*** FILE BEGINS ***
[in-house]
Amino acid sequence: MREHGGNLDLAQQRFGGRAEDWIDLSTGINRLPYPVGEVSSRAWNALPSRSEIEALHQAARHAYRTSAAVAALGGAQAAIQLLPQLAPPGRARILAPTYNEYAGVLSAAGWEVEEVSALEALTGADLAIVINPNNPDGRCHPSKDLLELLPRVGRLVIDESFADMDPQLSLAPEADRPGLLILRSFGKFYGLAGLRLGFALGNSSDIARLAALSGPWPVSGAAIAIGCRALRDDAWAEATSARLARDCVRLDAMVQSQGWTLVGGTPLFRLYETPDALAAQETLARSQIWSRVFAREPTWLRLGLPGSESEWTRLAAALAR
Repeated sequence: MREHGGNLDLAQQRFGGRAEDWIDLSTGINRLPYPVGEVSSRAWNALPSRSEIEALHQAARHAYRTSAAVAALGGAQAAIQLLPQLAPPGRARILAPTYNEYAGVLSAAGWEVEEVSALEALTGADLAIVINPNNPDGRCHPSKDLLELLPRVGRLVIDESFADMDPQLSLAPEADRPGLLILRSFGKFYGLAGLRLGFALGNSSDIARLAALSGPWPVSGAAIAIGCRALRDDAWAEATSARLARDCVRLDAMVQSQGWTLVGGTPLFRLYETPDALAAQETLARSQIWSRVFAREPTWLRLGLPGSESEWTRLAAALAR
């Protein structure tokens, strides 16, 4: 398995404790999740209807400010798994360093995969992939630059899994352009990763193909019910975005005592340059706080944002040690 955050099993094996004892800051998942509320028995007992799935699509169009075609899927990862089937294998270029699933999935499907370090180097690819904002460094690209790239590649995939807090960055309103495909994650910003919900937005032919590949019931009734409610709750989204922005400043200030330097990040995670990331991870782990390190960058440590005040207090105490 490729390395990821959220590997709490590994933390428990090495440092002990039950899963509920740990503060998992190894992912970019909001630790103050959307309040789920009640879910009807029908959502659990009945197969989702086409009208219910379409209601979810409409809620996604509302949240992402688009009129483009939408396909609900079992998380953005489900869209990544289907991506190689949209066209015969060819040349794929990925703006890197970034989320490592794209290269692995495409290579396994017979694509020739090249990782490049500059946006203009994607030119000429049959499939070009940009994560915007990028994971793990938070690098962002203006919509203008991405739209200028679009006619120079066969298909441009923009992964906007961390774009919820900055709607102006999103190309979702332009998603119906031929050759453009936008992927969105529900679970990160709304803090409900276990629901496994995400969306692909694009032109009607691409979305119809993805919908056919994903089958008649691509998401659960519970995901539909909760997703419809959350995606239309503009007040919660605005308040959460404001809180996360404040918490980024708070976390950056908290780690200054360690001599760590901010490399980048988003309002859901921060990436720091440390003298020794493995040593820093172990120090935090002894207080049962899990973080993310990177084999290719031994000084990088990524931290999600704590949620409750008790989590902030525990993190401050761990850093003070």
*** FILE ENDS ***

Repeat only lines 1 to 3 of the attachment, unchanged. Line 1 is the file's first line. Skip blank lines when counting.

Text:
[in-house]
Amino acid sequence: MREHGGNLDLAQQRFGGRAEDWIDLSTGINRLPYPVGEVSSRAWNALPSRSEIEALHQAARHAYRTSAAVAALGGAQAAIQLLPQLAPPGRARILAPTYNEYAGVLSAAGWEVEEVSALEALTGADLAIVINPNNPDGRCHPSKDLLELLPRVGRLVIDESFADMDPQLSLAPEADRPGLLILRSFGKFYGLAGLRLGFALGNSSDIARLAALSGPWPVSGAAIAIGCRALRDDAWAEATSARLARDCVRLDAMVQSQGWTLVGGTPLFRLYETPDALAAQETLARSQIWSRVFAREPTWLRLGLPGSESEWTRLAAALAR
Repeated sequence: MREHGGNLDLAQQRFGGRAEDWIDLSTGINRLPYPVGEVSSRAWNALPSRSEIEALHQAARHAYRTSAAVAALGGAQAAIQLLPQLAPPGRARILAPTYNEYAGVLSAAGWEVEEVSALEALTGADLAIVINPNNPDGRCHPSKDLLELLPRVGRLVIDESFADMDPQLSLAPEADRPGLLILRSFGKFYGLAGLRLGFALGNSSDIARLAALSGPWPVSGAAIAIGCRALRDDAWAEATSARLARDCVRLDAMVQSQGWTLVGGTPLFRLYETPDALAAQETLARSQIWSRVFAREPTWLRLGLPGSESEWTRLAAALAR